Literary Agents Discuss the Diversity Gap in Publishing

Originally posted on the open book:

Literary agents make up a big part of the publishing machine. Most publishers no longer consider unsolicited submissions, so an agent is a must if you even want to get your foot in the door. Each year, agents review many promising manuscripts and portfolios so it is safe to say they have a good sense of who makes up the talent pool of children’s book publishing. So what kind of diversity are agents seeing? Being that the number of diverse books has not increased in the last eighteen years , in order to understand why this problem persists we decided to ask the gatekeepers.

Adriana DomínguezAdriana Domínguez is an agent at Full Circle Literary, a boutique literary agency based in San Diego and New York City, offering a unique full circle approach to literary representation. The agency’s experience in book publishing includes editorial, marketing, publicity, legal, and rights, and is…

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What I Learned From Tweeting With A Black Woman’s Avatar For #RaceSwapExp

Originally posted on Thought Catalog:

Two weeks ago, after writer and activist Suey Park sparked a wave of protest and dude-bro angst with her response to the Colbert Report’s racist tweet, I heeded Suey’s call and began to tweet about why Colbert’s work did not qualify as satire, did nothing to improve the lived experiences of people of color and was often racist and transmisogynist. Some of my tweets were included in the first half dozen or so pieces about the trending hashtag and the conversation it ignited. For me, the experience was thought provoking and empowering; it was also rather easy. How? I was tweeting as a white man. Everything I said was accepted, supported, re-tweeted or (at worst) ignored.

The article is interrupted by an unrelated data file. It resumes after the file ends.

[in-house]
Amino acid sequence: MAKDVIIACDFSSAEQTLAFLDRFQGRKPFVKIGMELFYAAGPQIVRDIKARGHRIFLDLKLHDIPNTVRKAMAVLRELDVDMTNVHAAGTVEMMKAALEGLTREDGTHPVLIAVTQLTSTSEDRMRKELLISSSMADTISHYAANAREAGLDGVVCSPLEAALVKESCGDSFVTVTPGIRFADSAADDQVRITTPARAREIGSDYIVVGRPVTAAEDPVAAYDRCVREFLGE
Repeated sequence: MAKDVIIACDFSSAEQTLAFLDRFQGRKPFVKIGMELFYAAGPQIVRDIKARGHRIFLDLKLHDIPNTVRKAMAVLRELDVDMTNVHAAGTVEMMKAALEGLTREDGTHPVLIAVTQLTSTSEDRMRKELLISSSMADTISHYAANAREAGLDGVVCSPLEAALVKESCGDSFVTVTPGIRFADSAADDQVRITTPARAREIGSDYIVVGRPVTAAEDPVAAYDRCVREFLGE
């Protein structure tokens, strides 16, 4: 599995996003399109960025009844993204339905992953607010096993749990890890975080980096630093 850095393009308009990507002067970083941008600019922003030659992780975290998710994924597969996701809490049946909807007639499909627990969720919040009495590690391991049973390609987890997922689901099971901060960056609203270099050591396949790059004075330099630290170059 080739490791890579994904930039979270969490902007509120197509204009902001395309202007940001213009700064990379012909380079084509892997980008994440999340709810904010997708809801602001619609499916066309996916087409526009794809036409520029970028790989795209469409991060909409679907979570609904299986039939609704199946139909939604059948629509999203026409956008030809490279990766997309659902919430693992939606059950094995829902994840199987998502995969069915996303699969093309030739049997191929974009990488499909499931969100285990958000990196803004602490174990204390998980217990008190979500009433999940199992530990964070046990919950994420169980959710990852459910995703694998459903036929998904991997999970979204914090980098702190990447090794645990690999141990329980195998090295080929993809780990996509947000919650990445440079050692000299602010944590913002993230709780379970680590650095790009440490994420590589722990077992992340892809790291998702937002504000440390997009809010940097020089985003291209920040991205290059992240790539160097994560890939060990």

That was in stark contrast to the countless rape/death threats leveled at Suey and many other women. Not to mention the myriad bro-pundits—Huffington Post’s Josh Zepps and Slate’s Dave Weigel are obvious examples—desperate…

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‘Allegiant’ will be two films? Why this decision might hurt Veronica Roth’s work


A bad decision; really bad.

Originally posted on PopWatch:

[ew_image url="" credit="Jaap Buitendijk" align="left"]

There will be four movies for Four.

It was announced Friday morning that the final book in the Divergent trilogy, Allegiant, will be split into two films, coming out a year apart, bringing the franchise to four films total. Harry Potter and the Deathly Hallows kicked off this trend — successfully — which means that now everyone feels free to turn their film installments into two projects (Twilight did it, and Hunger Games will do it as well). My colleague Darren Franich already wrote about why this is a trend that needs to die — and I wholeheartedly agree. But for Divergent/Allegiant specifically, I’m quite curious exactly how the studio plans to make two films — and how they plan to make sure that decision won’t ultimately hurt Veronica Roth’s work.

[Spoilers for Allegiant follow]

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Twisted Representation

Originally posted on Alexandria Sampson:

And another one bites the dust.


For those who aren’t familiar with the series Twisted, here’s the synopsis that the show advertised (emphasis on advertised):